Orica-GreenEDGE will no doubt look upon both Adam Yates and Simon Yates during Stage 11 to feature in any race winning moves. It was already stated in the opening week that the twins’ race does not really begin until they have entered the Pyrenees, Adam in particular beginning to build form during the race at the moment and will be on his toes to join the right move immediately. Simon on the other hand has already enjoyed an impressive year before this race started and has aimed to carry that form into Le Tour as best as possible. Though there is speculation that Simon may have been slightly under the weather heading into the rest day, Adam looks to be building nicely ahead of a stage such as this and both Yates twins stake a strong claim to animating the race to Cauterets.
French showing on Bastille Day was close to disastrous, finishing the day with more British riders in the top ten than native riders. Pierre Rolland could remedy this immediately, but will have to work hard to either join the right breakaway or ensure the race is not over before he has had the opportunity to get involved by letting a move vanish up the road. He is a true rider for the mountains on a day which features a second half consisting of long and often arduous ascents, all of which should play into the hands of the Frenchmen. The finale which softens greatly could perhaps scupper his chances if the advantage is not enough towards the end, no doubt likely that he would have preferred a drag to the line rather than simply a flattening run to the finish.
The defending Polka Dot Jersey at this year’s tour is Polish rider Rafal Majka, a man who could build upon newly discovered freedom in the wake of team leader Alberto Contador’s lengthening gap to Chris Froome currently. Majka looks to be building in strength right now and his team Tinkoff-Saxo will instead look to pick up stage wins rather than riding solely for the overall victory; all building a strong case for Majka to feature during Stage 11. It is likely that for him to achieve these aims that Majka will either need to take off solo late on or join an earlier breakaway which goes clear and decides the outcome amongst themselves.
Alejandro Valverde was surprisingly animated during the previous day, possibly aiming to gauge his current level of form ahead of a day which suits him very well in the final decisive kilometres. The Spaniard will aim to keep everything together ahead of the last climb of the day, at which point it is likely that he will make his move and get a head start before the road flattens out; upon which he will be the favourite to win any such sprint for the stage victory. Though some concerns are present regarding his ability to stay with the best on the Col du Tourmalet, he is a extremely skilled descender and could utilise this ability as a safety net in order to regain any losses which have occurred during the ascent.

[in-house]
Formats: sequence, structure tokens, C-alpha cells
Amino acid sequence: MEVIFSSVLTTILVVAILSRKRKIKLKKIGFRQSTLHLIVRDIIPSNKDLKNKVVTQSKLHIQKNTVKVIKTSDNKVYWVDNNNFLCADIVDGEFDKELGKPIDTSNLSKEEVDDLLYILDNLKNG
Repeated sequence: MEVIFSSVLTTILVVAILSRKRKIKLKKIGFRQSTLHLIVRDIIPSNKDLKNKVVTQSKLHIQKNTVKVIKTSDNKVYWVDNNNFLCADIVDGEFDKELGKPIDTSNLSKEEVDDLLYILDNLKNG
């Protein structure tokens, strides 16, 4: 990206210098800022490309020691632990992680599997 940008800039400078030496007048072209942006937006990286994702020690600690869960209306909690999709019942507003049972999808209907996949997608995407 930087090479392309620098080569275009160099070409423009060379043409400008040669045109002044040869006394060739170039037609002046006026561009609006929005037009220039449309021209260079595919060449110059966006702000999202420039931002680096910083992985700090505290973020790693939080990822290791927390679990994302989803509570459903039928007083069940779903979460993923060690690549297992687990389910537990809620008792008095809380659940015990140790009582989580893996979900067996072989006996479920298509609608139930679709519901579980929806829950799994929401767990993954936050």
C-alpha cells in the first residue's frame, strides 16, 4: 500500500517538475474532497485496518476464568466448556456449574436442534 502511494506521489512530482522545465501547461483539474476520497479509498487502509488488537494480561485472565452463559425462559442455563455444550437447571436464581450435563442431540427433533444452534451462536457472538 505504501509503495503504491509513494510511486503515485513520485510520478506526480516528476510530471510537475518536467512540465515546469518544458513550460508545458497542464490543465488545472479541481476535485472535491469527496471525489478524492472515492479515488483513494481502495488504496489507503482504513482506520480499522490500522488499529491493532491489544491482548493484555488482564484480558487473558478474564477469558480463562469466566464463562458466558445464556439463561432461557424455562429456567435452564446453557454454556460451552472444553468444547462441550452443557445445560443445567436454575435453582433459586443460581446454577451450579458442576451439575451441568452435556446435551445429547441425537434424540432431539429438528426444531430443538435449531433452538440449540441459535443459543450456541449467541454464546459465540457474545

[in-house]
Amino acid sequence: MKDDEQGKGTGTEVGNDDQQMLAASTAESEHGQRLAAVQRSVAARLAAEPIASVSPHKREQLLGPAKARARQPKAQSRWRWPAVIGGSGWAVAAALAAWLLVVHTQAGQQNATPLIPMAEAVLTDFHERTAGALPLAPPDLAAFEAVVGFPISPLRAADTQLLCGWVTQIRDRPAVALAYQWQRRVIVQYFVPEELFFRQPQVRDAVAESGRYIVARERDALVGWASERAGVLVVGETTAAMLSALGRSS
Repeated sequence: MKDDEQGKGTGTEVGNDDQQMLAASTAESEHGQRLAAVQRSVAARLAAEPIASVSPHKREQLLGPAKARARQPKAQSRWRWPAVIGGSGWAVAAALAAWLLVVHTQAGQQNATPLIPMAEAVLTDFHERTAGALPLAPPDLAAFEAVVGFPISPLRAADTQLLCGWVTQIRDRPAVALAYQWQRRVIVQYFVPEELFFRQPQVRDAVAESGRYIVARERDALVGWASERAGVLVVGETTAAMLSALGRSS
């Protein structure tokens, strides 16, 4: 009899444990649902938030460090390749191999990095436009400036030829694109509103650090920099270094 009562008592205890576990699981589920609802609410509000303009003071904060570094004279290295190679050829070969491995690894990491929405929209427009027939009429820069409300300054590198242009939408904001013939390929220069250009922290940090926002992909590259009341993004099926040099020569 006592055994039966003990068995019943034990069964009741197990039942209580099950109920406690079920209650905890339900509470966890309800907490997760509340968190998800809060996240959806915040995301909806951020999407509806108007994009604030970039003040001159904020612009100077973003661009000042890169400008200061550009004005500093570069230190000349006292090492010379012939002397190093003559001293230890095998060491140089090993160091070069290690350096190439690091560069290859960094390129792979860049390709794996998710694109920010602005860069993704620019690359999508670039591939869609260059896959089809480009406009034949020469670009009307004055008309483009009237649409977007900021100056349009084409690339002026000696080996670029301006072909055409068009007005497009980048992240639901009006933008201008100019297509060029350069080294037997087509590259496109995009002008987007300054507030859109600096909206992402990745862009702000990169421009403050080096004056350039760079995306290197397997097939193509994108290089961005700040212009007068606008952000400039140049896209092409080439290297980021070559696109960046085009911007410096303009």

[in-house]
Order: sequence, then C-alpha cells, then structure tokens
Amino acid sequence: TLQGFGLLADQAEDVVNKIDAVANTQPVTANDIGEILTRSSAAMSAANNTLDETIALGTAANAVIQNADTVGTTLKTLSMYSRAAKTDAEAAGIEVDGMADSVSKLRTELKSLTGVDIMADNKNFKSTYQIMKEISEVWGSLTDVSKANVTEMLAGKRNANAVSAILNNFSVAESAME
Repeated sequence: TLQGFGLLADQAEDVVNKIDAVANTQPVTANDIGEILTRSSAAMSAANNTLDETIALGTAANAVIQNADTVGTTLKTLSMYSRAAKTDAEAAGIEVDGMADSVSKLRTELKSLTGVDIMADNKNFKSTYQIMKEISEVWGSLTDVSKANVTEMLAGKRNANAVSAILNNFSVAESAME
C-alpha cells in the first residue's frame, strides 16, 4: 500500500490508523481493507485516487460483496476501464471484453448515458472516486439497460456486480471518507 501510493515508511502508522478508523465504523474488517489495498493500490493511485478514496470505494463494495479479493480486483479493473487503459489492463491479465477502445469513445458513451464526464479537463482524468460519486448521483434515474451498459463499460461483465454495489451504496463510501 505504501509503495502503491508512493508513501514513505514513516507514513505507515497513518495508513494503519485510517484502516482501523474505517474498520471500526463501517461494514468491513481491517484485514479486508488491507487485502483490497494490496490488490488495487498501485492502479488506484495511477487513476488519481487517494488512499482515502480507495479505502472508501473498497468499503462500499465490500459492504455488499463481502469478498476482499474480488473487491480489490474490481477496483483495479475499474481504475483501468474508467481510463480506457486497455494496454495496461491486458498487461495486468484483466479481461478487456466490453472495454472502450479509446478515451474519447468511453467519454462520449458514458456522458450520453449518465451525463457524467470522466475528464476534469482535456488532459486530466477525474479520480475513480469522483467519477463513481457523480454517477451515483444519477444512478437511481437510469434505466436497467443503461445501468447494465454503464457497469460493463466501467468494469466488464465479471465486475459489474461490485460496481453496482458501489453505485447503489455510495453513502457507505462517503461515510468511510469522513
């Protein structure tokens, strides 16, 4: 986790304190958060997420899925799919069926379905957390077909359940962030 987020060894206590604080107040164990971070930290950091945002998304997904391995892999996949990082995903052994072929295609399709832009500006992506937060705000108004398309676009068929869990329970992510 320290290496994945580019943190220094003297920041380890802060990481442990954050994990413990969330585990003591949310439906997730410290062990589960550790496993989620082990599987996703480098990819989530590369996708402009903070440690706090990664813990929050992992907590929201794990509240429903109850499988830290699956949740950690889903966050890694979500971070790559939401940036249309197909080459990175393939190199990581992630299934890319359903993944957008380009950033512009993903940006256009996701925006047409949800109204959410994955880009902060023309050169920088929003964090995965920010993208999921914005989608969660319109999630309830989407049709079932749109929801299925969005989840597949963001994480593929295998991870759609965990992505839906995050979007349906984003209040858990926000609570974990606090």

A wide open day which could suit a selection of riders far beyond those mentioned above, a breakaway of six to eight riders would be difficult to bring back if strong enough and could go on to decided the result amongst themselves. Rafal Majka, Rafael Valls and Steven Kruijswijk are perhaps the best picks for a reasonable break to win the day, all more than capable of working hard out front over two such testing climbs and bolster the talents to duke it out for the win without conceding their advantage over the peloton. From the purer climbers comes the likes of Alejandro Valverde and Dan Martin who both suit the flattening finale particularly well if still in the shake up for the win with 3km remaining. Finally, the French are in need of seeing their honour restored at their home race and Pierre Rolland is clearly the man to do just that, though the finale does not suit him that well in reality.
From a Breakaway: 1st Rafael Valls 2nd Steven Kruijswijk 3rd Rafal Majka
Outsiders: Dan Martin, Alejandro Valverde and Pierre Rolland